I remember standing electrified with awe in Florence years ago taking in a sculpture titled Laocoon by 16th century artist Baccio Bandinelli. It was my first encounter with his work and I wondered why I hadn’t read about him in my art history class before. Working on an enormous scale seemed to fit the monumentality of his compositions, ideas and according to historians, his ego.
He was a child prodigy by all accounts, stunning the town by sculpting a masterful river god out of a large mound of cleared snow. This in turn brought him to the attention of many established artists of the time including Leonardo Da Vinci who after viewing the draftsmanship of his drawings encouraged him to pursue sculpting. Bandinelli was however determined to excel in painting as well although as a result of what scholars now determine was severe color blindness he was ridiculed in his attempts, potentially giving rise to his disagreeable personality later in life.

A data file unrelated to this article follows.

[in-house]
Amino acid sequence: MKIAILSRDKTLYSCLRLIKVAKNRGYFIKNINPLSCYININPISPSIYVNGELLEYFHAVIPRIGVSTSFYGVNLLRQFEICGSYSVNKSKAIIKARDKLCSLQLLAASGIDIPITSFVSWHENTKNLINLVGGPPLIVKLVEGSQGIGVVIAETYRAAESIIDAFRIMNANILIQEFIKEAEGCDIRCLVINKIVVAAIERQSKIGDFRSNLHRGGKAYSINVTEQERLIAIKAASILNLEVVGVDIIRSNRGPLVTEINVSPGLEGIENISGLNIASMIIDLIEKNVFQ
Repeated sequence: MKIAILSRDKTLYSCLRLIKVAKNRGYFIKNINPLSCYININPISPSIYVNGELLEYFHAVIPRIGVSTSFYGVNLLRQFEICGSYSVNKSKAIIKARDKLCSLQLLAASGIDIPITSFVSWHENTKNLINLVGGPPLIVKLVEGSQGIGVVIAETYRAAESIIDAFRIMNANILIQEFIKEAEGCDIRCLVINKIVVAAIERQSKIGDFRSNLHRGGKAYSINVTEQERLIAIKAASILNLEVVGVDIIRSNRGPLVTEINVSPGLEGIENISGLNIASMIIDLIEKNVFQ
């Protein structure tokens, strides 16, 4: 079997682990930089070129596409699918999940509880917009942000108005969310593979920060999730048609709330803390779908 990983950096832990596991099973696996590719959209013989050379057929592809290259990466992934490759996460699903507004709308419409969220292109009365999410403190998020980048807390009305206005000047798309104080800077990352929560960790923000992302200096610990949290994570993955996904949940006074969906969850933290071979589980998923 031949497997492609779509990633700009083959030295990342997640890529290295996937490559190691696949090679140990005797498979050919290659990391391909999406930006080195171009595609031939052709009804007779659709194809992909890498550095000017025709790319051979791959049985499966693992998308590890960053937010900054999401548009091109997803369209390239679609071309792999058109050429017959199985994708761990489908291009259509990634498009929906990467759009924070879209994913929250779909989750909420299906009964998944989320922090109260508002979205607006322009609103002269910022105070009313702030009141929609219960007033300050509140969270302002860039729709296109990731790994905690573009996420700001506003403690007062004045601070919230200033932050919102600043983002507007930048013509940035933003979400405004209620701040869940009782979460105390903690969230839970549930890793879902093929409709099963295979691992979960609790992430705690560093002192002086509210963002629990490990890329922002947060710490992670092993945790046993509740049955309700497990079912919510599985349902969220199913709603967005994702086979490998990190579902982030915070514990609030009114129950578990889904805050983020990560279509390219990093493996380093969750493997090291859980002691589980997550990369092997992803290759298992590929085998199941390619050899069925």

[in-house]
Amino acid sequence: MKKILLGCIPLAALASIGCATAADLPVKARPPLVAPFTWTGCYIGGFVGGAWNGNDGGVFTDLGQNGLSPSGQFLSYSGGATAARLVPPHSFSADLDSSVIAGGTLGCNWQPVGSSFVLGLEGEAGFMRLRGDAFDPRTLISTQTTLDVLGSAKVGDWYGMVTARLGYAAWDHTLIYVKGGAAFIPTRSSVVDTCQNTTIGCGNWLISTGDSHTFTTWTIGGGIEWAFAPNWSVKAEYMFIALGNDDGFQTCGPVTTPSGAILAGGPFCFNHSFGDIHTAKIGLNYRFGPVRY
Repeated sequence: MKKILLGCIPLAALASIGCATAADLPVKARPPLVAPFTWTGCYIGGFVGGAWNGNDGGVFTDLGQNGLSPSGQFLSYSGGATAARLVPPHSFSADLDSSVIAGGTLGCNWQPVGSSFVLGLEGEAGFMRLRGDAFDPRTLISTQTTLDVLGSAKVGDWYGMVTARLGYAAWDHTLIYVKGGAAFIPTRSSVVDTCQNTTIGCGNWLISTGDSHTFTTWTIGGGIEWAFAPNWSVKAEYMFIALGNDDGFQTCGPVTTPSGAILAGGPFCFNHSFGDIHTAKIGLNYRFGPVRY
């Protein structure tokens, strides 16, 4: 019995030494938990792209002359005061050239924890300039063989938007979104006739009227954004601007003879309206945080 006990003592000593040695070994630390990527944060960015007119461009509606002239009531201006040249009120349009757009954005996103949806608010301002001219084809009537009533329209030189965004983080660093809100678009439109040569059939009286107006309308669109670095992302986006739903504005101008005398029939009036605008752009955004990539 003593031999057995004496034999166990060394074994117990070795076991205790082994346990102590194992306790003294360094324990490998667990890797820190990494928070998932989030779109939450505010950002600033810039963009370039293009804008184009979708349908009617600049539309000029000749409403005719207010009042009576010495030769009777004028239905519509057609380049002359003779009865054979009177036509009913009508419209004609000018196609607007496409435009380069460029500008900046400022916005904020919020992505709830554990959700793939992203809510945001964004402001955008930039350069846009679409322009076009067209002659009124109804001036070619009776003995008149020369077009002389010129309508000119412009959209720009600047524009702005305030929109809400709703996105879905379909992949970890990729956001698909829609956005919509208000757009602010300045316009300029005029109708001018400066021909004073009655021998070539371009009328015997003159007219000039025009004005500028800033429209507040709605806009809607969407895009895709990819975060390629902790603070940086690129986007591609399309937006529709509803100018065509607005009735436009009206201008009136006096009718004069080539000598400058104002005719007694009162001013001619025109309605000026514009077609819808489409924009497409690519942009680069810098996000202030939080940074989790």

This harsh assessment of Bandinelli followed him through the annuals of art history and he never attained the kind of appreciation his contemporaries received. So it is a long overdue tribute to this artistic genius that his life and work are now for the first time in an exhibition devoted to him: “Baccio Bandinelli: Sculptor and Maestro,” at the Bargello in Florence, Italy. And finally his work rests alongside masters such as Michelangelo and Cellini finding his rightful place among the greatest of renaissance artists.